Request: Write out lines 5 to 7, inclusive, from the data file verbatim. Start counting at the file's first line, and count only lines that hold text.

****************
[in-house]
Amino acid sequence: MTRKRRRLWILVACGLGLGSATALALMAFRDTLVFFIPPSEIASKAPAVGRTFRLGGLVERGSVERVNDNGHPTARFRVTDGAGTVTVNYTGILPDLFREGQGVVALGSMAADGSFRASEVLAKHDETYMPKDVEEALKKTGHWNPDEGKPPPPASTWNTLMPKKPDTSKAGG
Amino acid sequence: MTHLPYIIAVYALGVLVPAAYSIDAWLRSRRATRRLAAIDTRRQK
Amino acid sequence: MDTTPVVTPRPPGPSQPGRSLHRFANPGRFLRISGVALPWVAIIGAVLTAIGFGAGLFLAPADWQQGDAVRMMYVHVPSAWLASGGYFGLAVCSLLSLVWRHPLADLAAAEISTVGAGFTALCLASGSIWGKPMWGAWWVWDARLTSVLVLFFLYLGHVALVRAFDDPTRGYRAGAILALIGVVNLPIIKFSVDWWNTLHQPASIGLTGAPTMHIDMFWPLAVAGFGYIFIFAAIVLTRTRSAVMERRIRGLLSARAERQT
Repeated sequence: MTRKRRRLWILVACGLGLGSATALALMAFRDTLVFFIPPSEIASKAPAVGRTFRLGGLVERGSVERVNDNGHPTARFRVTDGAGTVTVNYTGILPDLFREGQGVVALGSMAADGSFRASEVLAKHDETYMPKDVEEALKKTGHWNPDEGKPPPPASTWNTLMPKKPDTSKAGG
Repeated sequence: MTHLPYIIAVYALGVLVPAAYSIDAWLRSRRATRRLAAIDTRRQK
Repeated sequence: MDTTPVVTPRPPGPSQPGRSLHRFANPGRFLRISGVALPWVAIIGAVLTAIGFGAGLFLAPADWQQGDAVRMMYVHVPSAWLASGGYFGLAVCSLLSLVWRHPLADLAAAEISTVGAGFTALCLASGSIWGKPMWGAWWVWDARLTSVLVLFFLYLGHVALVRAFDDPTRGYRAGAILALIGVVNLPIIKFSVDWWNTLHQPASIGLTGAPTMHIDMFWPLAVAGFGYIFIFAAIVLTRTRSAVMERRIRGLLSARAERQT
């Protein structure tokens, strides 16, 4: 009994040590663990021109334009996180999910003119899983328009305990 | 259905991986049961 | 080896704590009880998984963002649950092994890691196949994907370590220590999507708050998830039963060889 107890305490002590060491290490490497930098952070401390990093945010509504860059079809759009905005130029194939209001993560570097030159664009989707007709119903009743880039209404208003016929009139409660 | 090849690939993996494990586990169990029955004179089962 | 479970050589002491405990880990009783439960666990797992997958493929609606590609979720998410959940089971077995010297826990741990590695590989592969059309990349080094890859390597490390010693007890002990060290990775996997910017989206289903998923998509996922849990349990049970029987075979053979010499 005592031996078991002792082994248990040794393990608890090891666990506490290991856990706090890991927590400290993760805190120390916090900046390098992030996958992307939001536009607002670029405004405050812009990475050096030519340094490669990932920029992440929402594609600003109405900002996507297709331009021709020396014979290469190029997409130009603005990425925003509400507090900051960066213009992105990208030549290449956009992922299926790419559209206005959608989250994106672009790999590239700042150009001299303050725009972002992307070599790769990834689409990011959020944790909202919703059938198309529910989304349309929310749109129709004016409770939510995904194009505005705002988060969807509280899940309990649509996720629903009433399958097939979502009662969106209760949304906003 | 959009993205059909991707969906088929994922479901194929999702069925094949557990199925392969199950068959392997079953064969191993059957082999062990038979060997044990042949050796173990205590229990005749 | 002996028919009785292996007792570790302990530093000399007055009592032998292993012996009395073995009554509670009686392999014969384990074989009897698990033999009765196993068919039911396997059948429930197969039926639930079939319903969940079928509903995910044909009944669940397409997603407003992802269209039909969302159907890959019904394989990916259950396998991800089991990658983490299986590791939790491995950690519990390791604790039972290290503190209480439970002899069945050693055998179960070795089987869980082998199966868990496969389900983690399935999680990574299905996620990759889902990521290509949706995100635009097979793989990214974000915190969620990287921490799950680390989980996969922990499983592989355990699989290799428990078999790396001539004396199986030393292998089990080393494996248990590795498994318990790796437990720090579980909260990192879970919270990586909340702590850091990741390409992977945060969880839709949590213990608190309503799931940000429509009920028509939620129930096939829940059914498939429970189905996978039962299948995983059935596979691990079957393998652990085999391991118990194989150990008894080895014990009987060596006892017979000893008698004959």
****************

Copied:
Repeated sequence: MTRKRRRLWILVACGLGLGSATALALMAFRDTLVFFIPPSEIASKAPAVGRTFRLGGLVERGSVERVNDNGHPTARFRVTDGAGTVTVNYTGILPDLFREGQGVVALGSMAADGSFRASEVLAKHDETYMPKDVEEALKKTGHWNPDEGKPPPPASTWNTLMPKKPDTSKAGG
Repeated sequence: MTHLPYIIAVYALGVLVPAAYSIDAWLRSRRATRRLAAIDTRRQK
Repeated sequence: MDTTPVVTPRPPGPSQPGRSLHRFANPGRFLRISGVALPWVAIIGAVLTAIGFGAGLFLAPADWQQGDAVRMMYVHVPSAWLASGGYFGLAVCSLLSLVWRHPLADLAAAEISTVGAGFTALCLASGSIWGKPMWGAWWVWDARLTSVLVLFFLYLGHVALVRAFDDPTRGYRAGAILALIGVVNLPIIKFSVDWWNTLHQPASIGLTGAPTMHIDMFWPLAVAGFGYIFIFAAIVLTRTRSAVMERRIRGLLSARAERQT